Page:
When I was 20, I asked my parents if we were Jewish, and they said we were not. I had brushed off my pull toward Judaism for years, but over time it grew so powerful that I started to believe it may well be part of me. I asked aunties and uncles until finally I got to my maternal grandfather. Sitting at his large San Francisco dining table, he replied slowly and thoughtfully. “Well, my mother was fully Jewish. And my father was fully Jewish. So, I suppose that makes me Jewish.”

With some coaxing, he explained how our family’s Jewish history had been covered up to avoid anti-Semitism in the early 1900s. My mom was surprised. She was 50 years old and had no idea half her ancestry was Ashkenazi Jewish — even though as a child, she, like me, asked her mother if she was Jewish, and even though her greatest passion as a teenager was Israeli folk dancing. Our Jewish heritage was a family secret, just one generation from being lost entirely.

After my grandfather’s admission, my mind raced with a lifetime of memories brushing up against Judaism. Why had the tone and cadence of the songs in Fiddler on the Roof seemed uncannily familiar? Why the mysterious hot tears at the first Shabbat service I attended? Why the undeniable attraction to Jewish men: Were some Jewish ancestors pulling for me to make Jewish babies?

Since I was already convinced I must be at least a little Jewish, it was both affirming and daunting to get the facts from my grandfather. I read The Red Tent, went to occasional services and friends’ “Shabbatluck” gatherings, and tossed bread into the Pacific on Rosh Hashanah. Judaism stayed nearby but still felt just out of reach. The vast number of customs and blessings and the Hebrew language felt intimidating.

In my early 30s, my husband and I conceived our first child, and I experienced a rush of desire to connect more deeply with Judaism. I read ravenously and joined Temple De Hirsch Sinai’s Intro to Judaism class. I felt like my family line’s final guardian of a very tender, small flame of Judaism that was never fully extinguished. I was ready to rekindle that flame more fully. I felt filled with humility and gratitude to my ancestors who had been through so much to carry it forward to me. I did not want to turn my back on them. Rabbi Danny Weiner at Temple De Hirsch Sinai explained that conversion would be a conscious reclamation of my Jewish roots, mending the brokenness in that lineage. That was my guiding light as I moved forward.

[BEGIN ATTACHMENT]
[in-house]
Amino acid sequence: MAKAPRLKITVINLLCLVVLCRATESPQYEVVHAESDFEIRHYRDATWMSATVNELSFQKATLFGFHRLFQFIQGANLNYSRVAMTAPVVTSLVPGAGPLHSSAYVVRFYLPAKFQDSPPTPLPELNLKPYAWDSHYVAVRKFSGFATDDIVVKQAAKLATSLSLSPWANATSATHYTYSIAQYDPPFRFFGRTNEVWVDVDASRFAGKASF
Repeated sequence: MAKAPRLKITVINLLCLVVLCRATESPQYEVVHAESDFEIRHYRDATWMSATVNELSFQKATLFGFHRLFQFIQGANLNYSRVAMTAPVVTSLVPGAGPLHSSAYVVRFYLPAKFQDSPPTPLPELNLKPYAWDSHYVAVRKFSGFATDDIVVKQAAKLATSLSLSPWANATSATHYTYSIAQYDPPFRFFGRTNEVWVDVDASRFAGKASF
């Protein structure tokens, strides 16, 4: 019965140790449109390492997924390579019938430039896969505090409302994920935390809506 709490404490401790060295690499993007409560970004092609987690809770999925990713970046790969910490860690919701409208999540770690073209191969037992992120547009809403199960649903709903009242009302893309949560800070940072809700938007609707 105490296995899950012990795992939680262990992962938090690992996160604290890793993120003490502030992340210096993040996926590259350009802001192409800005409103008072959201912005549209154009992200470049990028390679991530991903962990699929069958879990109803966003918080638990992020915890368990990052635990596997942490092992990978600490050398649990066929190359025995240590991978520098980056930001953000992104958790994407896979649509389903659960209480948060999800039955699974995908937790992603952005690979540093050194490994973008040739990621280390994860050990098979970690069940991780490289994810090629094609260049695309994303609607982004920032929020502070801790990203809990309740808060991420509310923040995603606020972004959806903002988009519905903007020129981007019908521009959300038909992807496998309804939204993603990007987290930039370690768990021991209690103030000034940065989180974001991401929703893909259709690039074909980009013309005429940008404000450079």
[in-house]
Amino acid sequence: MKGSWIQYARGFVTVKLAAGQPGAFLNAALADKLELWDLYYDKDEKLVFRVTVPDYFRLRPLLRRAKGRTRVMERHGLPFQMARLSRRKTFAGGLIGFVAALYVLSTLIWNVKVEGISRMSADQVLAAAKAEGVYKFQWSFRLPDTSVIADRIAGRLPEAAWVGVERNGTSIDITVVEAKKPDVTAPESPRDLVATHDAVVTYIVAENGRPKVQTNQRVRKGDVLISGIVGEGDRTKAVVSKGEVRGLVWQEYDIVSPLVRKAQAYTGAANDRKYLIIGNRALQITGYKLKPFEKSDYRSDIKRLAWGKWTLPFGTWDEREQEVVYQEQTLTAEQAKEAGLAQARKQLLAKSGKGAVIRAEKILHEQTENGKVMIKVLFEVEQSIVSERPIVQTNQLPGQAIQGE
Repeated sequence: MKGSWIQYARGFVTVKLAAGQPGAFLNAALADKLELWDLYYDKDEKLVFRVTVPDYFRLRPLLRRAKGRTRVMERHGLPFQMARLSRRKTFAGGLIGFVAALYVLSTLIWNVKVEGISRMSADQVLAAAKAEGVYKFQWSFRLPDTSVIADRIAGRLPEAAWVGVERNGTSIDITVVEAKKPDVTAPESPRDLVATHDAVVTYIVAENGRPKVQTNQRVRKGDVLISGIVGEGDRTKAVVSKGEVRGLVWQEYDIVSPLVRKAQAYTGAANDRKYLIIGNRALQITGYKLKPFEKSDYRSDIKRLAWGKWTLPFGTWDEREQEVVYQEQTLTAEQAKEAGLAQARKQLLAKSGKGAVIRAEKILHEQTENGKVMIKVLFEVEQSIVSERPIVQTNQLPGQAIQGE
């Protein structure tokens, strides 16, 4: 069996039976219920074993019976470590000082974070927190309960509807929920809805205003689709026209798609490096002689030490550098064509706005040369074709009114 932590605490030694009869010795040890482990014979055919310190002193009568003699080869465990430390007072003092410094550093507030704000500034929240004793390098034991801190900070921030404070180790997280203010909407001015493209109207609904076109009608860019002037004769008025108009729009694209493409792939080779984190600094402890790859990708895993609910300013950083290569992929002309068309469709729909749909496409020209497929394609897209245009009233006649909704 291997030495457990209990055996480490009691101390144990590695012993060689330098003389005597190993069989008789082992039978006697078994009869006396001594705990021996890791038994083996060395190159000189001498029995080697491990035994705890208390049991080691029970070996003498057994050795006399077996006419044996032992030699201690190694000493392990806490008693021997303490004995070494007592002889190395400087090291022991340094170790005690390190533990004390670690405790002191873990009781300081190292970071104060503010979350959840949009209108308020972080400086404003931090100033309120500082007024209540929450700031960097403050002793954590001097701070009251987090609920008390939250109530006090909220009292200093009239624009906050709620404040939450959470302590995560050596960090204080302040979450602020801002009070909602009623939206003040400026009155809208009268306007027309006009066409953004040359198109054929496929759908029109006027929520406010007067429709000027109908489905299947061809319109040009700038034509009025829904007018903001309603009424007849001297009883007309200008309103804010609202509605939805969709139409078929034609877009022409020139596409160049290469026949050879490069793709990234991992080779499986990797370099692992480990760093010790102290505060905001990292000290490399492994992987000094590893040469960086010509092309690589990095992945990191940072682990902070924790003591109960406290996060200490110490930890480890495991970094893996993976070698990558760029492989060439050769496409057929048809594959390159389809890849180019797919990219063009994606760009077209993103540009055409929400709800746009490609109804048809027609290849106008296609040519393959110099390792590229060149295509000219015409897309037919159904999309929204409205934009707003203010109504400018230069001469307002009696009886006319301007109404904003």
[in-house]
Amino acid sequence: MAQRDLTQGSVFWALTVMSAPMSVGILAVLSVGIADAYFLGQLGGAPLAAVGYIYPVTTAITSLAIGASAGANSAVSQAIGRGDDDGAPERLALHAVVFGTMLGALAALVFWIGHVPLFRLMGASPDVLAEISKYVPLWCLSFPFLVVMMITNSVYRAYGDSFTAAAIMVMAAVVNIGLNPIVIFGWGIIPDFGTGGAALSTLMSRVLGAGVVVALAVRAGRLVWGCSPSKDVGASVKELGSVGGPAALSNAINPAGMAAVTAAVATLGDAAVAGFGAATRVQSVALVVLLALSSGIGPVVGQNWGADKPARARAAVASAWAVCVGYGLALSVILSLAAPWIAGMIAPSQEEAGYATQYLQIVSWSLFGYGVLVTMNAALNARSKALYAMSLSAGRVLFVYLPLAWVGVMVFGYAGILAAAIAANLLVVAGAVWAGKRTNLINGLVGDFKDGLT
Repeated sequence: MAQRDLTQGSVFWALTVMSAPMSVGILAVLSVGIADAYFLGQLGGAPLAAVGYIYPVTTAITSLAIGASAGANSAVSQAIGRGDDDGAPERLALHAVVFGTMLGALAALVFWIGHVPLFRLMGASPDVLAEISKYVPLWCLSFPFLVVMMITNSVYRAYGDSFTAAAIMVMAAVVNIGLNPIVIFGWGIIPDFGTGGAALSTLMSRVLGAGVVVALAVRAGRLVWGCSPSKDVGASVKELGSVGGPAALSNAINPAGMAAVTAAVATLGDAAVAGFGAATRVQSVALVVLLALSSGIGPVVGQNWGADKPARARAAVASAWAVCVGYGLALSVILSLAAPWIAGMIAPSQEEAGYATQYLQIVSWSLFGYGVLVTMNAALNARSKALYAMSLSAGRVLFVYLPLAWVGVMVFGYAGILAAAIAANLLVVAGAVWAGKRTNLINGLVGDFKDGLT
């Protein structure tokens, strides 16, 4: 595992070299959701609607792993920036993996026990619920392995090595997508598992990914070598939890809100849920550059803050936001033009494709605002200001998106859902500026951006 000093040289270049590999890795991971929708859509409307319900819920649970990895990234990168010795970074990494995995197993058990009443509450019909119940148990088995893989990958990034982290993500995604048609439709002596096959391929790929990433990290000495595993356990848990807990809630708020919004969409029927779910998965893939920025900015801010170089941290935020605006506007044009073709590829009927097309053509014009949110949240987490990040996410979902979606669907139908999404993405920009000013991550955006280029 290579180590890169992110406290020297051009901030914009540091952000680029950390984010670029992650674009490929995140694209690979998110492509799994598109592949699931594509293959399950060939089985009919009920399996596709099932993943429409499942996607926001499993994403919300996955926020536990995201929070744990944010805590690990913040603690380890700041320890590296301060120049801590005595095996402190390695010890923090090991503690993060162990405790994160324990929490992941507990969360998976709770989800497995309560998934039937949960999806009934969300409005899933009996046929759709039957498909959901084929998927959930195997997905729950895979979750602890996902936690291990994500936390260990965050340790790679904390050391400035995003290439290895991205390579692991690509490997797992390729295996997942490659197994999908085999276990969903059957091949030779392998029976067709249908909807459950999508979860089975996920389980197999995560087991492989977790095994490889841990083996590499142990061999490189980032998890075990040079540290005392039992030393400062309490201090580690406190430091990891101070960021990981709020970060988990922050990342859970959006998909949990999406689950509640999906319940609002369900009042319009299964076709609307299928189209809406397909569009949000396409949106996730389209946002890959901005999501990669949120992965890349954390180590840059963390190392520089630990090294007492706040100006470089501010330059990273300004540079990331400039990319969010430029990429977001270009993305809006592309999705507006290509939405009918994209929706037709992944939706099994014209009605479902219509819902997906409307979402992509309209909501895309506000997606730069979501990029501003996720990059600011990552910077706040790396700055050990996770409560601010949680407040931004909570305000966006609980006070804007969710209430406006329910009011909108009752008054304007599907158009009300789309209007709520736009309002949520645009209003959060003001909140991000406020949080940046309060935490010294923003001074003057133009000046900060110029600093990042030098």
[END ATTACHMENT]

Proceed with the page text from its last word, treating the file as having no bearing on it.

In August 2017, I dunked my naked, eight-months pregnant body in the warm, fresh waters of the mikveh. Just before entering, I received an email from my 93-year-old Jewish grandfather. “Congratulations, Amber,” he wrote. “You have joined a rich and historic tradition that will provide a splendid cultural and religious framework for your child as well as a way for you to return to family traditions that have been absent for many years. Grandmother and I are proud of you and want you to know how very much we admire your recognition of the importance of these traditions and the courage and determination to have made them yours.”

My family now lights candles and welcomes in Shabbat every week. We’re learning to honor the many Jewish holidays and to live by the punctuation of time given by the Jewish calendar. Though I still feel shaky with some of the blessings, holidays, and rituals, it is beautiful to see my 2-year-old participating. She is the first person in my family to grow up with these traditions in at least four generations. We are healing a 100-year-wide wound in our family, becoming whole again.

 

 

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